Related news and articles with perspectives on the conclusion / outcomes of the Poznan conference:

Carbon News and Info > Climate change news > Kyoto & climate politics > Poznan climate talks drift to a close

Recriminations over adaptation fund overshadow Poznan close – 15 Dec 2008 – BusinessGreen

Environmentalists disappointed more was not achieved – The Irish Times – Mon, Dec 15, 2008

Next Climate Summit May Turn on Rich Nations’ Approach to Poor Ones – washingtonpost.com

The Hindu : Front Page : At climate change meet, rich-poor divide perceptible

euronews | Mixed results as UN climate summit wraps up

A Bird’s Eye View

Recent News on Energy and the Environment 12.12.08

leave a comment »

A Decade of Oil Prices: The Rise & Fall – January 1999 to December 2008

with 2 comments

Posted by: Karl Ramjohn

Following on the earlier (and ongoing) discussions on the the price of oil over the past few years, here is an interesting summary and analysis by Prof. Chris Rhodes of the trends in the price of oil over the past 10 years.

–> Energy Balance: A Recent History of Oil Prices.

In January 1999 the price of a barrel of oil reached a low point of $16 when Iraq increased its oil production at the time of the Asian Financial Crisis when demand for oil fell. Prices then increased rapidly, reaching $35 in September 2000, and after a temporary fall reached $40-50 by September 2004. Crude oil prices surged to a record high above $60 in June 2005, and by early August 2005 hit $65 as consumer demand was maintained. In September 2007, the price of US crude oil broke the $80 barrier. In October 2007 a barrel of US light crude oil exceeded $90 for the first time, due to a combination of tensions in eastern Turkey and a fall in the value of the US dollar. The next psychological watershed of $100 was briefly breached in early 2008, but the price fell again until the end of February after which it remained and rose well above this new setting. Then a visible ramping effect became evident and so the price exceeded $110 on March 12, 2008; $125 on May 9, 2008; $130 on May 21, 2008, $140 on June 26, 2008 and $145 on July 3, 2008. The record was reached on July 3, 2008 at $147.27 as a consequence of geopolitical tensions over Iranian missile tests.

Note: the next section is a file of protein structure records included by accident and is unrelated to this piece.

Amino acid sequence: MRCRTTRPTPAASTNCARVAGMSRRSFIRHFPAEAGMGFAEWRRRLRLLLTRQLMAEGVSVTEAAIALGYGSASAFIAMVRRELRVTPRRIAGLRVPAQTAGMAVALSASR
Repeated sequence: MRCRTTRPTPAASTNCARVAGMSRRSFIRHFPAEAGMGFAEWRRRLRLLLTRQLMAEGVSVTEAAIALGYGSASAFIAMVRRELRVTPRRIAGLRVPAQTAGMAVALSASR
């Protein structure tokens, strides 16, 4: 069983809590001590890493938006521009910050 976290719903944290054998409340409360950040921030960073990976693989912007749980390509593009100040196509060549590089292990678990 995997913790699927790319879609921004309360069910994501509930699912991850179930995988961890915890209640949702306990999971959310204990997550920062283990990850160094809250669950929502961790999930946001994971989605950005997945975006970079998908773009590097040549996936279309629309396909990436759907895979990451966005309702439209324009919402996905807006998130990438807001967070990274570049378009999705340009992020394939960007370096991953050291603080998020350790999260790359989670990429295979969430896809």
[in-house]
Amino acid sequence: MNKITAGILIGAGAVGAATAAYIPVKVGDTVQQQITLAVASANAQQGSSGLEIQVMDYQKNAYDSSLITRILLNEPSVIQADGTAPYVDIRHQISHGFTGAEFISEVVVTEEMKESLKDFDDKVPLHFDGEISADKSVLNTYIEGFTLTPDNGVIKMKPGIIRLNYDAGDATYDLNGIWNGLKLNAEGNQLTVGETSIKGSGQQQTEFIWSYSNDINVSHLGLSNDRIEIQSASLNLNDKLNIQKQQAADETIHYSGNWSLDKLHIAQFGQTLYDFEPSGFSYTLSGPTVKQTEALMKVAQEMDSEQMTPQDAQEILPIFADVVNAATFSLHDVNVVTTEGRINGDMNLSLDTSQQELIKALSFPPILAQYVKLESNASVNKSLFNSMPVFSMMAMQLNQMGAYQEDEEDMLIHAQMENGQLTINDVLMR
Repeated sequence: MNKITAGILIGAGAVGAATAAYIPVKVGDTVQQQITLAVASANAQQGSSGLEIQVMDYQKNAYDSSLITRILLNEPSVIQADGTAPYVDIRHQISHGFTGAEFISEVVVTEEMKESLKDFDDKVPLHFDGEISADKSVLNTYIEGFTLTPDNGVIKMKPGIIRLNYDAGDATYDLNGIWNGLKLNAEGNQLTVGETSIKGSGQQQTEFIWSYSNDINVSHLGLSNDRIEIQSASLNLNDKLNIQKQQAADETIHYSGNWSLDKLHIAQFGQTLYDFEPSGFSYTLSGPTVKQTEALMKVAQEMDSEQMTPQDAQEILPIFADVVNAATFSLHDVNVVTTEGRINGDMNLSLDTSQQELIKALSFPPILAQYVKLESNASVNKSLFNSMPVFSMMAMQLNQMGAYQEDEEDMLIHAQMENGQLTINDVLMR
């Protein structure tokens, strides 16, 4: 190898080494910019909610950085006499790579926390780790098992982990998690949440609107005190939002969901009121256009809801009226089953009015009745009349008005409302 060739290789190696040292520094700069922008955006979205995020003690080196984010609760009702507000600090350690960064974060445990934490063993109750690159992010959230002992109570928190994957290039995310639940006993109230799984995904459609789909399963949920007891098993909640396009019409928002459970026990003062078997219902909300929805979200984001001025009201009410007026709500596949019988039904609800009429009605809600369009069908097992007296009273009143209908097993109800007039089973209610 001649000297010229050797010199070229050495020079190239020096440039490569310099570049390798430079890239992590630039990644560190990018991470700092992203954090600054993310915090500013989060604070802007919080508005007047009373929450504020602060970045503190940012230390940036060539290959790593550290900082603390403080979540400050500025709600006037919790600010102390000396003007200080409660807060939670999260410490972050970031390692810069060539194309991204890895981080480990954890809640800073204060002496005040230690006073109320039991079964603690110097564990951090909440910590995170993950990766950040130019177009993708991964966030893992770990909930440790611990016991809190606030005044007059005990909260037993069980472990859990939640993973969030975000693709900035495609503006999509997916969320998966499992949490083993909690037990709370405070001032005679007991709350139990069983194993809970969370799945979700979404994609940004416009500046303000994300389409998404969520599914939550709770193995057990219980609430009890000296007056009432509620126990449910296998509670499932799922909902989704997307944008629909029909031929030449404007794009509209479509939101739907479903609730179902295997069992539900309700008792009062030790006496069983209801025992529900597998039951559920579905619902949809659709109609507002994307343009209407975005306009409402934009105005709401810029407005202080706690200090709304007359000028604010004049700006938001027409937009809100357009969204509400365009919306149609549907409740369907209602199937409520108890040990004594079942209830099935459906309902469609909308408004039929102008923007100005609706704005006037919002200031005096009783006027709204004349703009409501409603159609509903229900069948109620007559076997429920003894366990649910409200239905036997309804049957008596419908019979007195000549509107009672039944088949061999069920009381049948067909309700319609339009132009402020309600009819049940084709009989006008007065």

The above data stress the point that the price of oil is highly sensitive to the world political situation and to a general sense of confidence, including that in the stock markets. When the $147 barrel appeared, it did appear there would be no stopping the escalating price of oil, and that by December 2008 a barrel of oil might cost around $150 or more, amid speculation that by the end of 2009, it would be nearer $200. However, oil prices declined by more than $20 over the next two weeks in July 2008, and seemed to stabilise at near $125 a barrel on July 24, 2008. A forcing factor came into play, which was that the very high price of oil had changed people’s behaviour and they were now driving less with a reduced demand for oil. Oil prices then dipped further, reaching $112 a barrel, on August 11, 2008.

On September 15 the $100 psychological barrier was again broken, but in reverse, when the price fell below $100 for the first time in seven months. On October 11 there occurred a massive crash in the value of global equities, with a barrel of oil falling by 10% to $77.70. In consequence of further economic slowdown the price continued to slide and today (December 4, 2008 ) it is trading at around $45 a barrel. Rather than the $200 predicted last summer some analysts are now predicting a $20 barrel sometime during 2009. I must stress, however, that even if this does happen it will be a short-lived event, because the facts of geological limits to production, increased production costs to obtain more difficultly recovered oil and that demand is still rising (demand is simply rising less steeply during this economic recession, but it is still in the ascendant).

…continues…